Investors are looking closely at the fees being charged, but the hidden fee of liquidity may be the most significant cost that is often not talked about. Large firms that are charging less may have higher costs associated with liquidity than small firms. As the size of the firm grows, the cost of entering and exiting may be higher. Additionally, some markets that may offer opportunities are avoided because the cost of trading when liquidity is lower is higher. There are economies of scale for managing a hedge fund business as a firm grows, but there are potential diseconomies of scale associated with the investment management of the business. You may get firms to be much more competitive on price as the assets under management grow or as it prices a large new inflow, but there may also be higher investment costs with running the money. One way to combat this higher liquidity cost is to increase expenditure and resources on trading and execution algorithms.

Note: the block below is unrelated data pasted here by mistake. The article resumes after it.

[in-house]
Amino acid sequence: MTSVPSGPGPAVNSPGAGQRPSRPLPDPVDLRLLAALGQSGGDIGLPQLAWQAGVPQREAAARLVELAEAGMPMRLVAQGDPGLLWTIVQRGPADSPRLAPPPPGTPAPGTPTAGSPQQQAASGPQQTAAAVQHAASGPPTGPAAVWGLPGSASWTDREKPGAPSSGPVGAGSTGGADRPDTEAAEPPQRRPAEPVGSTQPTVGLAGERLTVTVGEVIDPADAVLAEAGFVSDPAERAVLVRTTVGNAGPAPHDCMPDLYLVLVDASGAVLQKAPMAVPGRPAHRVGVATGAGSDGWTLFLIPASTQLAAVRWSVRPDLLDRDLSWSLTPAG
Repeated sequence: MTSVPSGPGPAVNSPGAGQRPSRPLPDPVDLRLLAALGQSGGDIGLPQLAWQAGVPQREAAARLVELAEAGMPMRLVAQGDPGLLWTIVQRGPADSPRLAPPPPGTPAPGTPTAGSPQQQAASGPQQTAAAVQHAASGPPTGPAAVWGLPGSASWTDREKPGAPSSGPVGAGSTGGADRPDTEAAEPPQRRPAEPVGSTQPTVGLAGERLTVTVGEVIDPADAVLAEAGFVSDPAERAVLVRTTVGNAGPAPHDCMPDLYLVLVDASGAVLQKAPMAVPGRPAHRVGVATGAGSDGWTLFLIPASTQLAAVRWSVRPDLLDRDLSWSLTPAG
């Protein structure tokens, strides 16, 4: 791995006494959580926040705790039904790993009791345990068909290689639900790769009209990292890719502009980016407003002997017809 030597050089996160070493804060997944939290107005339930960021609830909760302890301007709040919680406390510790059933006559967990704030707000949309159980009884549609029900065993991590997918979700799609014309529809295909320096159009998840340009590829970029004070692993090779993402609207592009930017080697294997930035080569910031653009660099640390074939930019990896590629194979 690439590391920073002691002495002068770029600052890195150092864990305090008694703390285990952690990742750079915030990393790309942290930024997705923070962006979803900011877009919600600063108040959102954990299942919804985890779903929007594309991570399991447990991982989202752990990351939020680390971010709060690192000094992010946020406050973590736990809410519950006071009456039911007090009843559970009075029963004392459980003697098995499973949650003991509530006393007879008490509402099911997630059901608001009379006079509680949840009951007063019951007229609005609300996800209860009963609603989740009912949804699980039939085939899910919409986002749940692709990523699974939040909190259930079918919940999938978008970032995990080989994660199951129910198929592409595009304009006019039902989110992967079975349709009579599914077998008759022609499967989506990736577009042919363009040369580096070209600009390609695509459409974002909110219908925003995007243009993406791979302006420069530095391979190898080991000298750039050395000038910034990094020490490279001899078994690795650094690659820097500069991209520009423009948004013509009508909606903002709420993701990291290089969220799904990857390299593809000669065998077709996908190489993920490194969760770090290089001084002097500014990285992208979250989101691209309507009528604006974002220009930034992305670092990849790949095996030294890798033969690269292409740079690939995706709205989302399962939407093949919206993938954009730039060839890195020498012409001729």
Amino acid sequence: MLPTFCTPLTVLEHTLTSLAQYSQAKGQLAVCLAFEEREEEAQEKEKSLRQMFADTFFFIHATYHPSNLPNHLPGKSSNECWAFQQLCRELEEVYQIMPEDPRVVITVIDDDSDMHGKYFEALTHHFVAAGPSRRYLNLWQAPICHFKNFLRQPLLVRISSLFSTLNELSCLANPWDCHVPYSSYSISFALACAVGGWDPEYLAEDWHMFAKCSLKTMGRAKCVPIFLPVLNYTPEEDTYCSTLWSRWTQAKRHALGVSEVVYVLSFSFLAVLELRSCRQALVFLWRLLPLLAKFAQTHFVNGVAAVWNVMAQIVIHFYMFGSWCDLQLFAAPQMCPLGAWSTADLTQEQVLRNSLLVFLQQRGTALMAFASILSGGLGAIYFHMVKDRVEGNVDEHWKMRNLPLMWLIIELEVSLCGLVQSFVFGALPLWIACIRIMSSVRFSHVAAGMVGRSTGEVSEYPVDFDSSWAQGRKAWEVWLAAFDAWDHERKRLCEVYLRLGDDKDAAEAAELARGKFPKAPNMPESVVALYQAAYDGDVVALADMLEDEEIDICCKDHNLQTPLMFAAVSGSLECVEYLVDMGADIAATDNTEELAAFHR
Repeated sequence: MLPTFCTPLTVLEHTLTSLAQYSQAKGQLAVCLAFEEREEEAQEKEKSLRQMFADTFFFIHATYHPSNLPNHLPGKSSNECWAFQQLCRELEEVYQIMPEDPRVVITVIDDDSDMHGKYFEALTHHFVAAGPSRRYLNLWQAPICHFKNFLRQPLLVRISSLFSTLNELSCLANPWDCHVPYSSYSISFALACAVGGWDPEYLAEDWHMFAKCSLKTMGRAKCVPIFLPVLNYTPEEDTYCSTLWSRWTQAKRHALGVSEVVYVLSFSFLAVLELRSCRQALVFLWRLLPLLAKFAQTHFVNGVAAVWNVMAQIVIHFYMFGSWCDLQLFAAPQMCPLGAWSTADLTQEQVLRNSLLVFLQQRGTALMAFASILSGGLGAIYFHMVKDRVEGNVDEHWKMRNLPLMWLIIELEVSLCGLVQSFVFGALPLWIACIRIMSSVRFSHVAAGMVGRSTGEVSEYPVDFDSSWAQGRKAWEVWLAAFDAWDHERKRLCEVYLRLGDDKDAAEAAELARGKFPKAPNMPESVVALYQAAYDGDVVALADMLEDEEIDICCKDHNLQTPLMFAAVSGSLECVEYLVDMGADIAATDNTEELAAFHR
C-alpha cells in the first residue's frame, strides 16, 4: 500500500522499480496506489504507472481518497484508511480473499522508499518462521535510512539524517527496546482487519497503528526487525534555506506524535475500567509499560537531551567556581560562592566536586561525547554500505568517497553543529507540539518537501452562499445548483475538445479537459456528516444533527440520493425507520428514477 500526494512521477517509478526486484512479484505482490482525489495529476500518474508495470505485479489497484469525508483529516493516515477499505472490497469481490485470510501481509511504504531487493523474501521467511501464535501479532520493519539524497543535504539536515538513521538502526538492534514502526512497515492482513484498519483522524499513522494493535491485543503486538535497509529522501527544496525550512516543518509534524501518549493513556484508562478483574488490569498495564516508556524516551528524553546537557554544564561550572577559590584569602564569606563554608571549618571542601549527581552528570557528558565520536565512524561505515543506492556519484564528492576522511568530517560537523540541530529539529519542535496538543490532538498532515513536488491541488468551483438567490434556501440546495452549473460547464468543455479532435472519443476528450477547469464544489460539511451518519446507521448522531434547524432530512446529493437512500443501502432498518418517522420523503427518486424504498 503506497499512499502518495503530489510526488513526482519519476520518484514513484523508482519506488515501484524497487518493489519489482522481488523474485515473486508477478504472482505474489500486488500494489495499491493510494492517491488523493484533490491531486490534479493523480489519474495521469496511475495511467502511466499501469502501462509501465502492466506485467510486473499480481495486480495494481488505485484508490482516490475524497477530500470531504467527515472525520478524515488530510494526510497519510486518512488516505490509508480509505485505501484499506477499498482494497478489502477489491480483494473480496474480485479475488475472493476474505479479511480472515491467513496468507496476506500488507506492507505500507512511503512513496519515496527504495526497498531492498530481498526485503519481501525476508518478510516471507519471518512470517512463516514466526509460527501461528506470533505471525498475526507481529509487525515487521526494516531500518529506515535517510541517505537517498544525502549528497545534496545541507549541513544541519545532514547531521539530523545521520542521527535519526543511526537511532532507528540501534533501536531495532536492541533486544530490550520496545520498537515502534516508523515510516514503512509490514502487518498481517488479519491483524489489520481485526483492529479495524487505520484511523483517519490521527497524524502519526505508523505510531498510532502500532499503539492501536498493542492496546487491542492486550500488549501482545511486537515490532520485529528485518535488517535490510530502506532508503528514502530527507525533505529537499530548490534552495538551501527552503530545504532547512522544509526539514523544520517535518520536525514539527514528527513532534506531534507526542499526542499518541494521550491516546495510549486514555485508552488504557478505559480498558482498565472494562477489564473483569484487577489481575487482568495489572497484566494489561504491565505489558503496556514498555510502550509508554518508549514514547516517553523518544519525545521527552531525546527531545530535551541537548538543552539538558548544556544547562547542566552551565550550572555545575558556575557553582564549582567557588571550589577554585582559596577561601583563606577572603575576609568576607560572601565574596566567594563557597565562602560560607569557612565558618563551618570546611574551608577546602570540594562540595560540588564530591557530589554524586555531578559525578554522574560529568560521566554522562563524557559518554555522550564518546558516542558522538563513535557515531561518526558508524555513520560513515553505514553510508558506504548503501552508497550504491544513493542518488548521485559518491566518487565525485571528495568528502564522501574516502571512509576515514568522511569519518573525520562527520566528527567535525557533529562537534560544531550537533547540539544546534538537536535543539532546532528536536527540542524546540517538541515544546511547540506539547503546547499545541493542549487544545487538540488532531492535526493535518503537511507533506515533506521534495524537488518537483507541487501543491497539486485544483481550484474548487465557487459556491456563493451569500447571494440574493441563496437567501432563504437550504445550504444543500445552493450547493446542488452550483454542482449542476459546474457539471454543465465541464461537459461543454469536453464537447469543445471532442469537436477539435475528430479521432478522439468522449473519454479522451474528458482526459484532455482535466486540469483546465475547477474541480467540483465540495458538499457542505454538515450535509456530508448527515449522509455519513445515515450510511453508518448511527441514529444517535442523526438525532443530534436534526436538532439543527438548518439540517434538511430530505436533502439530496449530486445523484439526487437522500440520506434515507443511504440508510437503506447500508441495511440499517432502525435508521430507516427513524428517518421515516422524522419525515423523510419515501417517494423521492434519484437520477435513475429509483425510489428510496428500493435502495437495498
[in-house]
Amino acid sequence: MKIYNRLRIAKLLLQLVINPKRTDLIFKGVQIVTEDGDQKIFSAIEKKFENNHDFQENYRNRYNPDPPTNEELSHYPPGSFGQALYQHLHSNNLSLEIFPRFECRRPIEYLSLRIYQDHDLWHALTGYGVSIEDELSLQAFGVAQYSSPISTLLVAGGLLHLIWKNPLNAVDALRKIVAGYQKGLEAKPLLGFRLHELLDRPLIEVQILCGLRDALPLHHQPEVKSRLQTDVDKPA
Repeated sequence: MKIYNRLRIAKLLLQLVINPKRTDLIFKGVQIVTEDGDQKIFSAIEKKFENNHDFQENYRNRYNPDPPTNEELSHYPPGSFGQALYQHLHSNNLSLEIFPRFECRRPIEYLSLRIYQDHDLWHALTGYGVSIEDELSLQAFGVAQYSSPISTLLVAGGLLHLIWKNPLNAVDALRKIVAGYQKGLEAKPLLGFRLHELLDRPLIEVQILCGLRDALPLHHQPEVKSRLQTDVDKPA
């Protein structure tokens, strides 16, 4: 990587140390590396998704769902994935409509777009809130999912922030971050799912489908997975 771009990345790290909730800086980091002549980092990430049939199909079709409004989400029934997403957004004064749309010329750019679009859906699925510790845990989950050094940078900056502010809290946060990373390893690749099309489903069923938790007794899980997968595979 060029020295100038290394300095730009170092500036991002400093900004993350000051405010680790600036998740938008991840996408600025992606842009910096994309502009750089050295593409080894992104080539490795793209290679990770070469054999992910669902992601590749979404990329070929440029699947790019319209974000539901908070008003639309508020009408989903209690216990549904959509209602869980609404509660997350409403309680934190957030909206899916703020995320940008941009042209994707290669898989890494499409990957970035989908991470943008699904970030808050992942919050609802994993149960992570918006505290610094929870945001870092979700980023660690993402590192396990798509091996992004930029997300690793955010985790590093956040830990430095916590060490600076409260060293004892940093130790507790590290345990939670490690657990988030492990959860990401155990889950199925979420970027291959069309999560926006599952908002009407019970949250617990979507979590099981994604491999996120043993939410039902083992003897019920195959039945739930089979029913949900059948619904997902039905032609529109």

As firms get larger or price based solely as a management fee there may be the potential for misalignment of incentives and hidden perfor-mance costs. Larger firms that have covered fixed costs could easily focus more on incentive fees but it seems merely likely they will cut in-centives and actually skew toward locking in management fees. There is a trade-off between the benefits from scale through risk manage-ment, research, execution, and business cost savings against the costs of liquidity management. There will be a point where the added net return from scale is outweighed by the performance drag from liquidity shortages. Nevertheless, the cost of liquidity is extremely hard to measure because when you need it, it will not be available. The inflection point between economies and diseconomies of scale is hard to determine. So a natural question is, "What is the capacity of any given firm?" and "What is the capacity for a given strategy or across all firms pursuing the same strategy?" It is surprising that more firms have not closed to new investments as they have grown. It is likely most firms are optimistic and gauge capacity on the high side. Additionally, back of the envelope calculations on trading across firms suggest that many trades can easily be considered crowded. Discounting the uncertainty of liquidity is more important than calculating the discount or savings from lower management fees.